The human immune system can control re-awakened HIV, suggesting that cure is possible with a "kick and kill" strategy, reveals a new study.
UCL, the University of Oxford and the University of North Carolina's "kick and kill" strategy aims to cure HIV by stimulating the immune system with a vaccine, then re-awakening dormant HIV hiding in white blood cells with a chemical 'kick' so that the boosted immune system can identify and kill them.
While this approach is promising in theory, it was previously unclear whether the human immune system would be able to control HIV following full-blown reactivation of the virus, but the new research demonstrates that this is possible using a single patient case study.
Co-author Ravi Gupta said that the study shows that the immune system can be as powerful as the most potent combination drug cocktails, adding that they're still a long way from being able to cure HIV patients, as they still need to develop and test effective vaccines, but this study takes them one step closer by showing what type of immune responses an effective vaccine should induce.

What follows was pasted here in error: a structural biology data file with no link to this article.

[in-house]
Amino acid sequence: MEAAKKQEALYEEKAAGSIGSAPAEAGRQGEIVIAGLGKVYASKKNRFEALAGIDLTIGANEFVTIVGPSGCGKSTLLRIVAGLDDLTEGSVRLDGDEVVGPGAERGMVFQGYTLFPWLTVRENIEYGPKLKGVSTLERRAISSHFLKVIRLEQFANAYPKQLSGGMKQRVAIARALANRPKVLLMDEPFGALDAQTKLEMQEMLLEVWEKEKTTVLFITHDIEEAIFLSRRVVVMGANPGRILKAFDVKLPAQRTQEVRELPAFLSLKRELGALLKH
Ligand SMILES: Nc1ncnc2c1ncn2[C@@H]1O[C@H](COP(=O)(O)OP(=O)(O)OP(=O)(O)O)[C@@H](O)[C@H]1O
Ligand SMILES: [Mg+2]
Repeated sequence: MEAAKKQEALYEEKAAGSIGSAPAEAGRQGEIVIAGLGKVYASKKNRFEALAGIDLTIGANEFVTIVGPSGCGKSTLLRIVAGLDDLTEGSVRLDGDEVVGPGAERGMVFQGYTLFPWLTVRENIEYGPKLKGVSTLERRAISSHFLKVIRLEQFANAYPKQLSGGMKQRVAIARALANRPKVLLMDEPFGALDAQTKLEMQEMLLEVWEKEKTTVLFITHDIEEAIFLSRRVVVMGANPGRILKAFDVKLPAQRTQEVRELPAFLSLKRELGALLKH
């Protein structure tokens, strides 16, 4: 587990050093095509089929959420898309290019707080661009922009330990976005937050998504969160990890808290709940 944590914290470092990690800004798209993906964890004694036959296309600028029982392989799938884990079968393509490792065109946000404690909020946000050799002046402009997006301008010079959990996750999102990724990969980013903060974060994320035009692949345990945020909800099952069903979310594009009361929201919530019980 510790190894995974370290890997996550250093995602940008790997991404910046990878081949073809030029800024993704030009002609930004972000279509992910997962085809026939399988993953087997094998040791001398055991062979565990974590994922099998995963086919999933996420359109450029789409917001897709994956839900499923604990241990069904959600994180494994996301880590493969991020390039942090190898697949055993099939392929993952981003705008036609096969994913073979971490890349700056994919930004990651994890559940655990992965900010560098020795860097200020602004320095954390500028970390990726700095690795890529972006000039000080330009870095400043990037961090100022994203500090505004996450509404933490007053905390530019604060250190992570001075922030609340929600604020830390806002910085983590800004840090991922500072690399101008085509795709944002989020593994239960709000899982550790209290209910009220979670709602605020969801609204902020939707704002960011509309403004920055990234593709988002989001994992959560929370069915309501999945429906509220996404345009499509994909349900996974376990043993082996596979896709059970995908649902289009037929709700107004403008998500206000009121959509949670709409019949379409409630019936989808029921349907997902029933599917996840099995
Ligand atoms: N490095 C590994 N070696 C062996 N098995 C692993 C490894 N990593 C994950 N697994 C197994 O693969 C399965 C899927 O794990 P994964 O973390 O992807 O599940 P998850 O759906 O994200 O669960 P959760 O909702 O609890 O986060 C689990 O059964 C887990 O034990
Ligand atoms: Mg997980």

The study looked at a single 59 year old man in London who was an 'elite controller', meaning that his immune system could control HIV for a long time without needing treatment. He had both HIV and myeloma, a cancer of the bone marrow, which produces white blood cells, including those that help to control HIV.
Co-author Deenan Pillay added that by measuring the strength of the immune system required to keep this virus under control in this rare individual, they have a better idea of the requirements for successful future treatment and they also managed to identify the specific immune cells that fought the infection. This is a single patient study, but nevertheless it is often the unusual patients who help them to understand the HIV disease process.
Gupta noted that drugs to stimulate reactivation of dormant HIV are still imperfect and they do not know if they would be able to flush out all of the HIV from the body. Likewise, it remains to be seen whether a vaccine could enable a normal HIV patient's immune system to kill HIV with the full strength of an elite controller.
Gupta concluded that the study is a proof of principle and the results are promising, but it is unlikely to lead to a cure for at least a decade.
The study is published in Clinical Infectious Diseases